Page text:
Business chief criticises Citigroup for “alarmist” Scottish renewables report

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By a Newsnet reporter

The Director General of the Institute of Directors (IOD) has attacked what he described as an “alarmist” report that called for companies to withhold investment in the Scottish renewables industry because of the referendum on independence.

Simon Walker, who is also the former Chief Executive of the BVCA, the organisation that represents British private equity and venture capital, claimed that a report by financial analyst firm Citigroup had overstated concerns.

Mr Walker insisted that the green-energy sector offered investment opportunities regardless of whether a nation was engaged in a constitutional debate or not.  Speaking early this morning on Radio Scotland Mr Walker said that an independent Scotland would also offer opportunities.

He said: “I think that’s an alarmist approach, I think if there is an independent Scotland then that will throw up opportunities as well as threats and I think it is alarmist and overstating the problems to say don’t invest in renewable or any other area because of future constitutional possibilities.”

UK prime minister David Cameron used the Citigroup report to imply dangers for companies investing in Scotland.  The Tory leader was also joined by Labour’s outgoing Scottish leader Iain Gray who claimed the report demonstrated that the SNP were damaging the Scottish economy.

Mr Gray cited the report in yesterday’s First Ministers Questions in an attack on the Scottish government’s renewables efforts. 

His arguments were dismissed by Deputy First Minister Nicola Sturgeon who, standing in for Mr Salmond, claimed the London analyst’s report was based on an erroneous assumption that there would be no English market for Scottish generated electricity – Scotland currently exports around 20% of her electricity to England.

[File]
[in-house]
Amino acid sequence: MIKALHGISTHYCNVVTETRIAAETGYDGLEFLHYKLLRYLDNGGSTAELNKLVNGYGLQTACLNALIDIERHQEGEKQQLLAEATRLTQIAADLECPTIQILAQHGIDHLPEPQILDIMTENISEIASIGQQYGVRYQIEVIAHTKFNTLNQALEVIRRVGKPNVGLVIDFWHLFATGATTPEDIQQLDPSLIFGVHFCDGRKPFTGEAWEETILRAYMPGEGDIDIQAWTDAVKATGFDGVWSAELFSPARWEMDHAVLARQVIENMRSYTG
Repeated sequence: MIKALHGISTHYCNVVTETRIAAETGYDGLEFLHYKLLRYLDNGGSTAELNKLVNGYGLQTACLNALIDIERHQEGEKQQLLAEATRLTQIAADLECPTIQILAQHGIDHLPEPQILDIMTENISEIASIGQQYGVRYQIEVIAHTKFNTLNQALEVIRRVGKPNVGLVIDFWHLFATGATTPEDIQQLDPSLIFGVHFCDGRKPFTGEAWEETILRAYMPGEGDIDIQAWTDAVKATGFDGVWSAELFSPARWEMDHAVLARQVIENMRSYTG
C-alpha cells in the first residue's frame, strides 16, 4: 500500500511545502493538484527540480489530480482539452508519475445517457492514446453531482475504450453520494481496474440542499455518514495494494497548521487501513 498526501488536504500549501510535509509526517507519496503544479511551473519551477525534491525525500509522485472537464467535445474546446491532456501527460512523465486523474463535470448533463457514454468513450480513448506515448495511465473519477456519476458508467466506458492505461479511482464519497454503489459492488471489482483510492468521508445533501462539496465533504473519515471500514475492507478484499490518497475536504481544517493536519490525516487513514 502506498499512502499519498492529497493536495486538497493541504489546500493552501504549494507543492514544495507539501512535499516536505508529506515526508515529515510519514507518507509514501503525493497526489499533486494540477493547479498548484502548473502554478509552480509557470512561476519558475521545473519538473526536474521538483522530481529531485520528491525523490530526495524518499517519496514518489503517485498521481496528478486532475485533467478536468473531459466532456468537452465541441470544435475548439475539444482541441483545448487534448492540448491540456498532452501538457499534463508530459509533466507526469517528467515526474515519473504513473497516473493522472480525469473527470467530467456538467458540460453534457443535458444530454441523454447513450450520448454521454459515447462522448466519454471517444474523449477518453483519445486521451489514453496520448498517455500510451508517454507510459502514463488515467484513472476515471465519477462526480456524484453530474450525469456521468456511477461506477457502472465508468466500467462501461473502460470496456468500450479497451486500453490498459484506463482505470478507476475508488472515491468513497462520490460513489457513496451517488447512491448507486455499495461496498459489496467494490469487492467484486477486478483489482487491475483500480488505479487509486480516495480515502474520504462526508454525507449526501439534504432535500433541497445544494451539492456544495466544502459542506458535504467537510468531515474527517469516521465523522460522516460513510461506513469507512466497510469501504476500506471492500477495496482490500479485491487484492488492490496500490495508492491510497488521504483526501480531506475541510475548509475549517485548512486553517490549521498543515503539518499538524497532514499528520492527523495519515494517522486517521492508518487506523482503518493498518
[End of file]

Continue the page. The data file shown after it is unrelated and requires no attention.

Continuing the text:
The attacks come at a time when Scotland’s First Minister is visiting the oil rich Gulf region in an attempt at promoting the Scottish renewable sector and attracting inward investment.

The visit has already led to a commitment from the Abu Dhabi state oil company Taqa to invest £630 million in Scotland’s north sea sector.  This week Scottish renewables also confirmed that a further £ ¾ billion had already been committed by firms such as Mitsubishi, Doosan, Samsung, Gamesa, Repsol and others.

Yesterday the chairman of leading energy company Global Energy Group applauded the Scottish Government’s role in attracting major investment into Scotland’s renewable industry.  

Roy McGregor – whose firm Global Energy is bringing 2000 jobs to Easter Ross through the company’s purchase of the Nigg fabrication plant – said:  “Investment is happening in full knowledge of the Scottish Government’s planned referendum – and renewables are being deployed in part thanks to the First Minister, who has demonstrated the vision and ambition that investors want to see.”

 

Newsnet Scotland comment:
Mr Walker’s intervention is sure to ignite controversy into what some believe to be a politically motivated attack on the Scottish government’s renewable ambitions.  The calls for firms to hold back on investing in Scotland have been amplified by several news media outlets in Scotland, including the BBC.

Given the experience and status of Mr Walker, it will be interesting to see if BBC Scotland provides the same level of exposure to his comments as they have done to a single financial analyst report.  The result of the Citigroup report may have been to curtail investment in Scotland’s fledgling renewable industry and came at a time of a crucial visit to the Gulf region by the First minister.

If a debate is to be had into the constitution and Scotland’s renewable ambitions then both sides of that debate must be afforded equal online, radio and TV exposure.